By this time next month, a major sidewalk improvement project in Miami should be nearing completion.
The Oklahoma Department of Transportation has begun pouring new ADA-compliant sidewalks along Steve Owens Boulevard. The improved walkways will follow both sides of Owens from C Street SW to about one-quarter mile east.
ODOT spokesman Cole Hackett said Tuesday that the project ought to be finished sometime in July, weather permitting. Preliminary work started May 12 and the project is under a 60-day contract, Hackett said, though he indicated that 60 days is not a magic number.
“We're probably looking at working through July,” he said. “We're really kind of weather-dependent.”
The main thrust of the project is to make walkways ADA (Americans with Disabilities Act) accessible, allowing wheelchairs easier access and use. By ADA guidelines, this could include everything from installing properly sized curb ramps to widening the walkways.
Hackett specifically said that ramps would be installed at all of the cross streets along Steve Owens, starting east from C Street SW for roughly a quarter mile. And the small stretch of walkway that has already been built, and is being prepared, is noticeably much wider than the average sidewalk.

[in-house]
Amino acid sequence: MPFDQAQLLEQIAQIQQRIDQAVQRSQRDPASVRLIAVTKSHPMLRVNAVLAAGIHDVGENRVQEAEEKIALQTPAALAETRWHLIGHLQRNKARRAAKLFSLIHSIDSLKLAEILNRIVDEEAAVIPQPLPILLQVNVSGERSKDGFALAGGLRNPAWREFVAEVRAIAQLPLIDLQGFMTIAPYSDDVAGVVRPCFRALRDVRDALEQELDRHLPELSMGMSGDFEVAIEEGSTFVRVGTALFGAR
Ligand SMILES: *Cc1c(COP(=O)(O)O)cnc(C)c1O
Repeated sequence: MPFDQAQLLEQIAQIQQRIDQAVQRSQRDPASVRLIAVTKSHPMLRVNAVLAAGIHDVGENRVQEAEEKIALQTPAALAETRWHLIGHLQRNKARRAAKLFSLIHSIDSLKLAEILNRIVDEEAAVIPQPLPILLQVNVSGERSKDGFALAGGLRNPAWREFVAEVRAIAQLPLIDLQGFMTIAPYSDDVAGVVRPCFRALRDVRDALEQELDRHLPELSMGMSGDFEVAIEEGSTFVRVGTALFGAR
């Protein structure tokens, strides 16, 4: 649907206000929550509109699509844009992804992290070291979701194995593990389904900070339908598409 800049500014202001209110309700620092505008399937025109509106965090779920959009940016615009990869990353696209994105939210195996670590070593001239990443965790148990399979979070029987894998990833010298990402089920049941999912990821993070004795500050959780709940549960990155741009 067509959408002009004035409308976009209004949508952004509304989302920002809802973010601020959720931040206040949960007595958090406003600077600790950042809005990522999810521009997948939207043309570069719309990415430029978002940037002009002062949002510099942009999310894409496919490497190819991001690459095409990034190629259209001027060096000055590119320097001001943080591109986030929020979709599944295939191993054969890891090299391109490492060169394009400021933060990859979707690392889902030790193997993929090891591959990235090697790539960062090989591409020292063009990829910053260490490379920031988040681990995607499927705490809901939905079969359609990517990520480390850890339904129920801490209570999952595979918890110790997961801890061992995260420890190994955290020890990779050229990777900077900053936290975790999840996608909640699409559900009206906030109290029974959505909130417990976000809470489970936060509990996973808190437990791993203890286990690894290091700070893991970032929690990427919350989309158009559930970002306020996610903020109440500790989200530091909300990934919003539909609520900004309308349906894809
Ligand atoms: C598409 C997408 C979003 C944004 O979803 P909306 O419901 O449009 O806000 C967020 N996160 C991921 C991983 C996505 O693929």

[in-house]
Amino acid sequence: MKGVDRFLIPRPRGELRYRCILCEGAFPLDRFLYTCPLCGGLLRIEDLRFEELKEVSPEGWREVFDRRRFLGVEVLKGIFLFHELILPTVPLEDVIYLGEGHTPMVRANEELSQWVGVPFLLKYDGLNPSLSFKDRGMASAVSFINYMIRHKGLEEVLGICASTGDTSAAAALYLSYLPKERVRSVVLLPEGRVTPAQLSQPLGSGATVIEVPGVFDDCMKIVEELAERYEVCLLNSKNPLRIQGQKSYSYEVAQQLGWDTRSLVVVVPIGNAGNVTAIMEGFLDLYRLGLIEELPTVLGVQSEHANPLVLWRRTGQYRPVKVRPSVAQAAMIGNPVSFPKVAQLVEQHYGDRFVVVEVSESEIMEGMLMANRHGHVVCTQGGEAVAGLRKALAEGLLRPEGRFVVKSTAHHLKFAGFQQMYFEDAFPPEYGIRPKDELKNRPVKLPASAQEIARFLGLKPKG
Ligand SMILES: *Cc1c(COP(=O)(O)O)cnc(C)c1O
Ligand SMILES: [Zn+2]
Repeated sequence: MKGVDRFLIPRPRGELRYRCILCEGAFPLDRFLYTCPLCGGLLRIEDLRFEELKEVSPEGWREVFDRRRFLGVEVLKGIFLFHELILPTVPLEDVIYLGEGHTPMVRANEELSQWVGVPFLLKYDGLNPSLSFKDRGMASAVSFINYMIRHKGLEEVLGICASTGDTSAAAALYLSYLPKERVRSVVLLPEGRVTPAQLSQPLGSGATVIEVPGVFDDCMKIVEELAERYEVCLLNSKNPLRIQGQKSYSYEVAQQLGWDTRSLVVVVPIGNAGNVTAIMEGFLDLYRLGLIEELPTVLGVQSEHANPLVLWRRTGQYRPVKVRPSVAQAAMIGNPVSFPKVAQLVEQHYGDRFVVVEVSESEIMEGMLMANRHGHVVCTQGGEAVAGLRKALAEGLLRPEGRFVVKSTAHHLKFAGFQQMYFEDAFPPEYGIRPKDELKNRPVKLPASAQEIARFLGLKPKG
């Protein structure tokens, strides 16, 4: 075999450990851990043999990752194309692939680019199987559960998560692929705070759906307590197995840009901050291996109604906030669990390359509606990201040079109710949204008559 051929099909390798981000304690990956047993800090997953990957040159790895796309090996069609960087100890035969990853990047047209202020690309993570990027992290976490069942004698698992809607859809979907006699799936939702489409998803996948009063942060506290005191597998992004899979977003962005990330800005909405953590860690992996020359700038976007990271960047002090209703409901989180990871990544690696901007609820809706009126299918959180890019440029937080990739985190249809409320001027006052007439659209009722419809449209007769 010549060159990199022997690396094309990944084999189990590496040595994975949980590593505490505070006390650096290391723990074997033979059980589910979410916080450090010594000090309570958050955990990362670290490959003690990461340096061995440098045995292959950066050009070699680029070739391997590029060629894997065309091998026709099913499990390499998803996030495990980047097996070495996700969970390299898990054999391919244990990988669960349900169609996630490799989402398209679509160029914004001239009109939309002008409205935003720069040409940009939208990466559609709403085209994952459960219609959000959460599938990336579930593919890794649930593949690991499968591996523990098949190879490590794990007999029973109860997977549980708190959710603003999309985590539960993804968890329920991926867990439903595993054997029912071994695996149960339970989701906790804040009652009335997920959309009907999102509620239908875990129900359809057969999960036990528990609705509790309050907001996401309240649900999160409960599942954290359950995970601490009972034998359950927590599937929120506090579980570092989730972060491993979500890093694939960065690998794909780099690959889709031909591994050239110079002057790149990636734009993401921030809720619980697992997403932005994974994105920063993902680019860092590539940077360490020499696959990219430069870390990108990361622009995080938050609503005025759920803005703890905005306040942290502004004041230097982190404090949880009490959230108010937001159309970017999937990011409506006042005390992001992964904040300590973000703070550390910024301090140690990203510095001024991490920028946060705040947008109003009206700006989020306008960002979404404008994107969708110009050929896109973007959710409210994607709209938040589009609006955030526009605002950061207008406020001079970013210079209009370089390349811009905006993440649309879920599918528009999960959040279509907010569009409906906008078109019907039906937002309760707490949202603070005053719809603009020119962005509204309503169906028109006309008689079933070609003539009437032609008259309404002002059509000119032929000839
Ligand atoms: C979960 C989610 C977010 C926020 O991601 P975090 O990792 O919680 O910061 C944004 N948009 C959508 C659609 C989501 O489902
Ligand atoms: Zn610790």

Having ADA compliant sidewalks along State Highway 10 in Miami simply clears the way for road improvements in the future, Hackett said, by meeting state requirements.
“If it's touching the road, it has to meet ADA standards before improvements can be started,” he said.
While the other end of the highway, on the east side of Miami, is being prepared for road widening, no specific project is on the docket for the west end, according to Hackett.
The project is being paid for by the State of Oklahoma, using federal stimulus dollars. ODOT has allocated $484,614.50 for Miami's sidewalk project alone. A total of $26 million has been set aside to pay for similar ADA work along highways in other small communities around the state. According to ODOT spokesperson Kenna Mitchell, municipalities are normally expected to meet ADA mandates on their own. However, federal stimulus money has allowed the State of Oklahoma to give small communities a helping hand in that area.
The work is being limited to 46 Oklahoma cities, including Miami, all of which fall under a certain population limit. Bigger cities in the state can afford to pay for extra sidewalk guidelines, whereas many of the smaller communities cannot, Mitchell said.